time spent using computers at work
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New post 25 Sep 2008, 11:41
Its A.

If the survey talked to people who are not regular TV watchers, their watching times might not have changed by much. So it needs to include people who watches TV regularly and how computers are affecting their TV time.
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Re: The growing popularity of computer-based activities was - Q1 [#permalink]

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New post 25 Sep 2008, 11:51
vivektripathi wrote:
The growing popularity of computer-based activities was widely expected to result in a
decline in television viewing, since it had been assumed that people lack sufficient free
time to maintain current television-viewing levels while spending increasing amounts of
free time on the computer. That assumption, however, is evidently false: in a recent mail
survey concerning media use, a very large majority of respondents who report increasing
time spent per week using computers report no charge in time spent watching television.
Which of the following would it be most useful to determine in order to evaluate the
argument?
A. Whether a large majority of the survey respondents reported watching television
regularly
B. Whether the amount of time spent watching television is declining among people
who report that they rarely or never use computers
C. Whether the type of television programs a person watches tends to change as the
amount of time spent per week using computers increases
D. Whether a large majority of the computer owners in the survey reported spending
increasing amounts of time per week using computers
E. Whether the survey respondents’ reports of time spent using computers included
time spent using computers at work


The answer should be B.

The statement that argument sets out to prove false is, " Computer activities are causing decline in tv viewing". But if we discover that TV viewing is declining even among people who do not use computers, then the problem lies somewhere else & not in the computer activities.
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IMO E

A. Whether a large majority of the survey respondents reported watching television
regularly
- No matter how many people reported in survey, because the result will not affected further.
B. Whether the amount of time spent watching television is declining among people
who report that they rarely or never use computers
- Never use comp is OOS
C. Whether the type of television programs a person watches tends to change as the
amount of time spent per week using computers increases
- Type of TV program is OOS
D. Whether a large majority of the computer owners in the survey reported spending
increasing amounts of time per week using computers
- Computer owner is OOS
E. Whether the survey respondents’ reports of time spent using computers included
time spent using computers at work
- Seems to be right answer. All those people who calculate time spent at work definitely underestimate the report’s result.
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If the assumption has to be false and the survey results do not lie, there should be somthing that should account for the increase in time spent per week using computers and no charge in time spent watching television.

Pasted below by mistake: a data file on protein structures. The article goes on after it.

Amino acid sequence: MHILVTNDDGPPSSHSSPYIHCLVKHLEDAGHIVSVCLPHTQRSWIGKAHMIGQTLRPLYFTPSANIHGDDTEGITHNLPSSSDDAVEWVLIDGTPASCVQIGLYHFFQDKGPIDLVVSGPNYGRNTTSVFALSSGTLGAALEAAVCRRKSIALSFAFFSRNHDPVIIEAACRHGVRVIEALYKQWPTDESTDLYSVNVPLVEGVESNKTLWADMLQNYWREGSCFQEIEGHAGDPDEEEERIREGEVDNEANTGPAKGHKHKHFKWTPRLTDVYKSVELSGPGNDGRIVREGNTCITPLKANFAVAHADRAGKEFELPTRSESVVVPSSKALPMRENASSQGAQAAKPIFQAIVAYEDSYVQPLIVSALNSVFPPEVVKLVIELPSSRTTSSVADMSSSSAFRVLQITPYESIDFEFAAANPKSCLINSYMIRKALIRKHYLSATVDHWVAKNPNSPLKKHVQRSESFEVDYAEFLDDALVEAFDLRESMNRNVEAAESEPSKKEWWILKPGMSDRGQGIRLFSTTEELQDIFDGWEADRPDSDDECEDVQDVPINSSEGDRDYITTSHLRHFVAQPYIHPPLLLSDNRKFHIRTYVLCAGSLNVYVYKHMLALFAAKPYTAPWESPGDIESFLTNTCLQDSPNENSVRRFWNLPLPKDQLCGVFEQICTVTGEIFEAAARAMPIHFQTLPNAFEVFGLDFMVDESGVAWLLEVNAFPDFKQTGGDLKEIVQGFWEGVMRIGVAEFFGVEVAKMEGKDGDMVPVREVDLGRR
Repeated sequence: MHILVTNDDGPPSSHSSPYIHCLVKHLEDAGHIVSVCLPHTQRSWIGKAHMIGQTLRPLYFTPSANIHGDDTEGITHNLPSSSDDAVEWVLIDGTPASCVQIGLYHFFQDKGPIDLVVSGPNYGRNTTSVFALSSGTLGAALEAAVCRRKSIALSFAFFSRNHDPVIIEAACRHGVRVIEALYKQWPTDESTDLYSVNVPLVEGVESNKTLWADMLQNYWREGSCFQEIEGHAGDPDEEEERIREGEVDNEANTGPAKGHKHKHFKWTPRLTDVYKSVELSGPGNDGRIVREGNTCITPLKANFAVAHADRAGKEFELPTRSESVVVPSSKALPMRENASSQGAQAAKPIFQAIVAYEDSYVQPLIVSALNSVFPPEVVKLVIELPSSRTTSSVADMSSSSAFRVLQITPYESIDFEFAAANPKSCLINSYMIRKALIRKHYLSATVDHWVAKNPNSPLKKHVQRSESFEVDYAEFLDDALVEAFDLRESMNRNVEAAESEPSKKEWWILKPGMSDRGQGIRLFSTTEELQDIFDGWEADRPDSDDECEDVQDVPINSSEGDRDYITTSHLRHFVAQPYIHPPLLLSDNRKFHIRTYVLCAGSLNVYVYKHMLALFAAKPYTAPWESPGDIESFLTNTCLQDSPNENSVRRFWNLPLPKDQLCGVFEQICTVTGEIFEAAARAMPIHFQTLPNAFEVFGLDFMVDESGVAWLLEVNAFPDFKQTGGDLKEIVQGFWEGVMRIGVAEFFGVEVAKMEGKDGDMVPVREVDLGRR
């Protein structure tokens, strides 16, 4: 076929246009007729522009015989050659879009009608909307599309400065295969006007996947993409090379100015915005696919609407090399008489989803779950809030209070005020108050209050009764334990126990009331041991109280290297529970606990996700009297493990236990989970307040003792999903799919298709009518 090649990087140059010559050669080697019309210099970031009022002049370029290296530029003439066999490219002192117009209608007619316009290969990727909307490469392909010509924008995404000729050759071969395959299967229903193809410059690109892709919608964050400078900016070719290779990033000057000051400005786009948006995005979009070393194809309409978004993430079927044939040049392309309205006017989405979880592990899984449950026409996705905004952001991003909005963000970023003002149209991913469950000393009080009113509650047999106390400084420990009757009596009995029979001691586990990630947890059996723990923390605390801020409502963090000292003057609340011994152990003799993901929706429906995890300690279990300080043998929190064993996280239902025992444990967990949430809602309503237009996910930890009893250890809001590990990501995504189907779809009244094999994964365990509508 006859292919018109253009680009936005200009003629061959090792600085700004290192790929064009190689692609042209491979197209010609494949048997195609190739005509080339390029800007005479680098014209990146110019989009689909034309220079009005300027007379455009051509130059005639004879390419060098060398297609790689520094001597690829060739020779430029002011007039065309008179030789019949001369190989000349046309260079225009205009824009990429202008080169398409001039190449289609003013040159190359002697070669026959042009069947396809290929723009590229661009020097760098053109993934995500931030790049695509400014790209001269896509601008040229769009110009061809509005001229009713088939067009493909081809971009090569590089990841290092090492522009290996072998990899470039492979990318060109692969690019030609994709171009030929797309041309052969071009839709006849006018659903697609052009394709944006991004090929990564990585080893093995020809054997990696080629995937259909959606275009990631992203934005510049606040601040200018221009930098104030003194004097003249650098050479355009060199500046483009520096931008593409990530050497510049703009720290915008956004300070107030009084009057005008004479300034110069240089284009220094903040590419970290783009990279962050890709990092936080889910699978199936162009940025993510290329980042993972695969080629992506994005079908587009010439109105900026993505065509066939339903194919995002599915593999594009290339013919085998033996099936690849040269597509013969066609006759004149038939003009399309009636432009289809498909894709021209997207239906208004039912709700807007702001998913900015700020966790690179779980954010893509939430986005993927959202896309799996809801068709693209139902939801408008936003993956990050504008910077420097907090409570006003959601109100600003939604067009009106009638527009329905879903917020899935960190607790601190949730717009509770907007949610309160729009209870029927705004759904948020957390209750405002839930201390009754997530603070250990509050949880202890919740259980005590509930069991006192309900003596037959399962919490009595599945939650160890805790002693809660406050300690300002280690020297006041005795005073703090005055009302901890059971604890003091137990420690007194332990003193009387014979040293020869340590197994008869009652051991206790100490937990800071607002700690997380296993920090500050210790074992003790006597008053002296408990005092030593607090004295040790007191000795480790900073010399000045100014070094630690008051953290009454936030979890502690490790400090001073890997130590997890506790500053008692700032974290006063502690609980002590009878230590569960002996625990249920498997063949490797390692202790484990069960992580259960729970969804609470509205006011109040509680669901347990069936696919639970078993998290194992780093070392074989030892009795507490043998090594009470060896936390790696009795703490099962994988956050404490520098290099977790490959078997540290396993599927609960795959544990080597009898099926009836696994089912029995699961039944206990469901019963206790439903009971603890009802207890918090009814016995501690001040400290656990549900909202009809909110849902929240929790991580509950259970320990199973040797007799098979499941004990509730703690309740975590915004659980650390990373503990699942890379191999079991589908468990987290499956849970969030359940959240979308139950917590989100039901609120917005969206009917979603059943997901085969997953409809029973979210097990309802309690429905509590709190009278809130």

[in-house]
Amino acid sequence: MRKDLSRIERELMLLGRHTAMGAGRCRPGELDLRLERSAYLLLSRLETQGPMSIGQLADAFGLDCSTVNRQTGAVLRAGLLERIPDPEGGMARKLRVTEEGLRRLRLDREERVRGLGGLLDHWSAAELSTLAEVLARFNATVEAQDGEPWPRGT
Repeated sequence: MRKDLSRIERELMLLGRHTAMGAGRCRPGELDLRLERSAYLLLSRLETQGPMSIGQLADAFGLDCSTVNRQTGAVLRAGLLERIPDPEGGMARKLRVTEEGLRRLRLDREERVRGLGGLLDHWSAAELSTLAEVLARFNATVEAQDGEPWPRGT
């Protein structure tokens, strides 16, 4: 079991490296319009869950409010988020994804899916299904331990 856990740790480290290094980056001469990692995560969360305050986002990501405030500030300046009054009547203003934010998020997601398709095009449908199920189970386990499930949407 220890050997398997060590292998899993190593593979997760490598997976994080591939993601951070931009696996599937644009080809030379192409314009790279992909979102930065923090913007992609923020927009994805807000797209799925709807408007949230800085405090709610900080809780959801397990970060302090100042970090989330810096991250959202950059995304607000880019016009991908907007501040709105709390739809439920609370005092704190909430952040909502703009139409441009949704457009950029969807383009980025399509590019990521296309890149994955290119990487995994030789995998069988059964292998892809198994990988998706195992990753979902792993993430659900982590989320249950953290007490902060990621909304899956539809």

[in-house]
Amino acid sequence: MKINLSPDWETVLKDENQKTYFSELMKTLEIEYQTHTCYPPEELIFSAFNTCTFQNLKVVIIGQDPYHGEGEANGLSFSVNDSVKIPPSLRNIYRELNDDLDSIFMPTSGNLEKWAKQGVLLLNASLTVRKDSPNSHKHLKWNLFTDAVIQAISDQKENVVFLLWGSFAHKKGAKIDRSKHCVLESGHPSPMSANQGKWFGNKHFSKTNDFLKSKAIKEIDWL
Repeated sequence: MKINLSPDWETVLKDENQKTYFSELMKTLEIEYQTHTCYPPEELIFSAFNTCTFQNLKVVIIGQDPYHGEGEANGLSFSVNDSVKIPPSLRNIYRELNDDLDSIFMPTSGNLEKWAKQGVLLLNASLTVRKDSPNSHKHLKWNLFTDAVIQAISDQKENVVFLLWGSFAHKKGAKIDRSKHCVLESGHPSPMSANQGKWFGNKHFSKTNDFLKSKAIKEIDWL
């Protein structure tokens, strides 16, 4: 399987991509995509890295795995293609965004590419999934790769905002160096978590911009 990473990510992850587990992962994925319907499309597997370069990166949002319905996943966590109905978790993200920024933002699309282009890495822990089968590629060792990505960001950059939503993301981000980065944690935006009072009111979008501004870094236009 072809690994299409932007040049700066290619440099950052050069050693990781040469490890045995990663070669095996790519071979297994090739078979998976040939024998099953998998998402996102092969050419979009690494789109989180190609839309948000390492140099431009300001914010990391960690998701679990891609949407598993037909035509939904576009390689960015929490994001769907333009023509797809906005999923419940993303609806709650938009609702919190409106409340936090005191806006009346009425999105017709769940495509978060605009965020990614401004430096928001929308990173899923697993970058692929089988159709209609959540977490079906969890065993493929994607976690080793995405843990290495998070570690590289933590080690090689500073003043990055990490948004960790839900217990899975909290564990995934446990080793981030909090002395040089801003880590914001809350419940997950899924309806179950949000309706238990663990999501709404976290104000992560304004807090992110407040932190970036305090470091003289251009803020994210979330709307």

I think (E) accounts for it and should help evaluate the argument.
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jatinrai wrote:
vivektripathi wrote:
The growing popularity of computer-based activities was widely expected to result in a
decline in television viewing, since it had been assumed that people lack sufficient free
time to maintain current television-viewing levels while spending increasing amounts of
free time on the computer. That assumption, however, is evidently false: in a recent mail
survey concerning media use, a very large majority of respondents who report increasing
time spent per week using computers report no charge in time spent watching television.
Which of the following would it be most useful to determine in order to evaluate the
argument?
A. Whether a large majority of the survey respondents reported watching television
regularly
B. Whether the amount of time spent watching television is declining among people
who report that they rarely or never use computers
C. Whether the type of television programs a person watches tends to change as the
amount of time spent per week using computers increases
D. Whether a large majority of the computer owners in the survey reported spending
increasing amounts of time per week using computers
E. Whether the survey respondents’ reports of time spent using computers included
time spent using computers at work


The answer should be B.

The statement that argument sets out to prove false is, " Computer activities are causing decline in tv viewing". But if we discover that TV viewing is declining even among people who do not use computers, then the problem lies somewhere else & not in the computer activities.

Hey I got this one finally! Answer is D.
Just note: a very large majority of respondents who report increasing
time spent per week using computers
.

He says that out of 100 people surveyed majority of people with characteristic X, report no change in tv viewing.

But what if X is too small? If X is say 10 & majority of it i.e. 9 report unchanged tv viewing. We cant conclude based on that.

But yes if X is 90 & majority of it i.e. 80 report unchanged tv vewing, in that case we can draw conclusions based on the study.

So primarily we must determine whether X is large enough or not.
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New post 01 Jan 2009, 19:25
terp26 wrote:
Reason behind E:

if they are increasing their computer use, it could be because they are increasing it at work ! which would not cut into any free time which could otherwise be used for TV viewing.

A is wrong because it does not matter how often a person watches TV. That already was found in the study that there was no change in TV viewing. Therefore if people watched TV regularly, or once a month, it wouldnt matter. We are concerned about the impact over time.


Good answer. I fell for A and even started typing why E is wrong and A is correct. But went back and looked at the Q again.

The basic argument of the Q is increasing X is not causing drop in Y and NOT increase in X causes drop in Y.